Report 18
January 6, 2000

Moth
“We’re seeing animals in great abundance,” reports Michael Fay.
Photograph by Michael Fay

[Note: nationalgeographic.com does not research or copyedit dispatches.]

We’re all sitting out here on this hillside—the 12 Pygmy guides and Maffa, our camp manager—waiting for an airplane to bring food. We’ve started to run out of food. We’ve still got another 10 days to go to get to our destination. Since we don’t want to rush or get fatigued, we called in an air drop from the project at Nouabalé-Ndoki. So we’re going to be bombarded by sacks of manioc and salted fish in about 15 minutes.

All the boys are in good spirits. We’re in good health. And we feel very privileged at the beginning of this millennium to have been in one of the most remote places on Earth, seeing animals in great abundance that have never seen humans before.

This block is one that no one has ever explored as far as we know. This will probably be the only place like this that we visit during our trip. It’s been an amazing experience to be in a place where you know no man has been for probably a hundred years or so.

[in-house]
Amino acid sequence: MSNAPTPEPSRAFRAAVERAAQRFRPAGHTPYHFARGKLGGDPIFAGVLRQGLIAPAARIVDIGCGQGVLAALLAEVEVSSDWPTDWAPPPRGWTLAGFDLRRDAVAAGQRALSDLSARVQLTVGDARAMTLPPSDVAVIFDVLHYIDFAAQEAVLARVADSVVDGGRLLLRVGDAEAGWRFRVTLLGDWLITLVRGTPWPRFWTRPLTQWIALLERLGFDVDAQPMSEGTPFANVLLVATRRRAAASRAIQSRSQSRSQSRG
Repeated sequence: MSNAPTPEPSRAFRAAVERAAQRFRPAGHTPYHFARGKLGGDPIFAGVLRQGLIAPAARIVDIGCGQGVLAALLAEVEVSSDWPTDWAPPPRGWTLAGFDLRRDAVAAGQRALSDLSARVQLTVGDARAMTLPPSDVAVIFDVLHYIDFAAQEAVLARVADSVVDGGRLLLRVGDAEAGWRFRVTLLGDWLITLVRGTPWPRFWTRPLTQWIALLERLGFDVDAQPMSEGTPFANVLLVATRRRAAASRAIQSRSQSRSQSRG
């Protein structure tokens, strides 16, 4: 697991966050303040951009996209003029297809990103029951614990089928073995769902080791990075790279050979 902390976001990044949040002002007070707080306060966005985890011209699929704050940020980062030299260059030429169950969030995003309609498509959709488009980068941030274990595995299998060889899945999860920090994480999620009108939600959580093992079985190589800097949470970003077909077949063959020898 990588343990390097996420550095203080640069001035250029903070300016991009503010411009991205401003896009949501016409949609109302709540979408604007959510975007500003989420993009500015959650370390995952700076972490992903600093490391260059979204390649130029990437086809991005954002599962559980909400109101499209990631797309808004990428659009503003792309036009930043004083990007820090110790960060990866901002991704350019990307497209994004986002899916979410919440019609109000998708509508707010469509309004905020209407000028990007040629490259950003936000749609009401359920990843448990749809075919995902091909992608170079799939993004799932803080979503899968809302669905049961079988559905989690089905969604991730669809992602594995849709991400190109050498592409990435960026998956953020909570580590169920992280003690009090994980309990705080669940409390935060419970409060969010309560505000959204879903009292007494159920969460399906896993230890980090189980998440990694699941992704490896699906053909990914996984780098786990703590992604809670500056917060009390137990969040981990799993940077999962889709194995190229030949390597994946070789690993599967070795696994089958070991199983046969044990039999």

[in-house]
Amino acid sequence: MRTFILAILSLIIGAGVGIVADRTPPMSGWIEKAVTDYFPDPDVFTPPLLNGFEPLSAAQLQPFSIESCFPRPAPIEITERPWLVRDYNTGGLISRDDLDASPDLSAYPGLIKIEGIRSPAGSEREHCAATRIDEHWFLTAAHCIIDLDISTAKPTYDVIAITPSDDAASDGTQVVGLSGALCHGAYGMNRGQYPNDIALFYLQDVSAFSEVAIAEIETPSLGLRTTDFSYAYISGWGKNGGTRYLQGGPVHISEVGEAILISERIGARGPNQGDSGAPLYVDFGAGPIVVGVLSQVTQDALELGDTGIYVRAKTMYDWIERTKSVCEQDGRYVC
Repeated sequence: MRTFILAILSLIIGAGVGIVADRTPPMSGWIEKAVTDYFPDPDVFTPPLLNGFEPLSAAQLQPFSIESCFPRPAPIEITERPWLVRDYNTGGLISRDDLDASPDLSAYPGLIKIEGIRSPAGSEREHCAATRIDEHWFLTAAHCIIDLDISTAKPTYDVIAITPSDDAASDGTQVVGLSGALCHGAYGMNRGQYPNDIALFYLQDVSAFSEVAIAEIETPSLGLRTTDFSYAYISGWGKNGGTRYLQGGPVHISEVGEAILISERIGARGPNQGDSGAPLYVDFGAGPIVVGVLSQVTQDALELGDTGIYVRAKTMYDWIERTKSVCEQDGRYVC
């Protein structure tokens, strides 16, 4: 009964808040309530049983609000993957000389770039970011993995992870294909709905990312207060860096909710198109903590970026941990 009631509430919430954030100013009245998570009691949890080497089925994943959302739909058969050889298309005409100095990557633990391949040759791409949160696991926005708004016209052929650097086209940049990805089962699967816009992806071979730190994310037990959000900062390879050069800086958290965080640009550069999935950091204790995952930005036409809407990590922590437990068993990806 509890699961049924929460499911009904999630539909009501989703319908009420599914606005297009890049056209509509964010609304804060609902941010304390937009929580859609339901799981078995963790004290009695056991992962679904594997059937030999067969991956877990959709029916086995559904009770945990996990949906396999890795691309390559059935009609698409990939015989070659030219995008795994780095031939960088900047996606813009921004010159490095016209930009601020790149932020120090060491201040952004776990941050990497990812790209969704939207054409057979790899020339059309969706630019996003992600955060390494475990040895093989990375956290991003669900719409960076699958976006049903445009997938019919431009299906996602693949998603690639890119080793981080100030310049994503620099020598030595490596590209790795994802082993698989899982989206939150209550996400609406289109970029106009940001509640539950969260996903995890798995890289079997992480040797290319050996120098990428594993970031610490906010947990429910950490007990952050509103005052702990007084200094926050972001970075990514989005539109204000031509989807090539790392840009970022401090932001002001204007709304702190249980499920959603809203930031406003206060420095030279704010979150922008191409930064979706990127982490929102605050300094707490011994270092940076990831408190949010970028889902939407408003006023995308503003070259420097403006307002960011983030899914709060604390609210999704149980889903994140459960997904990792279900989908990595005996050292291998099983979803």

Report 18 Update:

January 6, 2000

The air drop went off very smoothly. It was like missiles flying out of the sky [or] shooting stars that came crashing through the trees and landed with a big thud! We got seven sacks of supplies [that weighed] about 20 kilos [54 pounds] apiece. Salted fish, cigarettes, sugar, milk, rice, manioc, sardines—all the things we need. So we’re good for another three weeks at least, and we’ll be proceeding through this Shangri-la of ours.

Now we know that air drops work painlessly. You have to hide behind a tree when the missiles are falling. It’s kind of like the movie Armageddon in New York City. We saw one manioc sack go through the branches and it kind of exploded with a trail of white flour behind it. But we actually recuperated about 90 percent of it.

So all’s well that ends well. We’re still alive, and our coffers are full. We’ll be talking to you guys again soon.

—Michael Fay, Wildlife Conservation Society


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Report 17 - January 6, 2000 Report 19 - January 10, 2000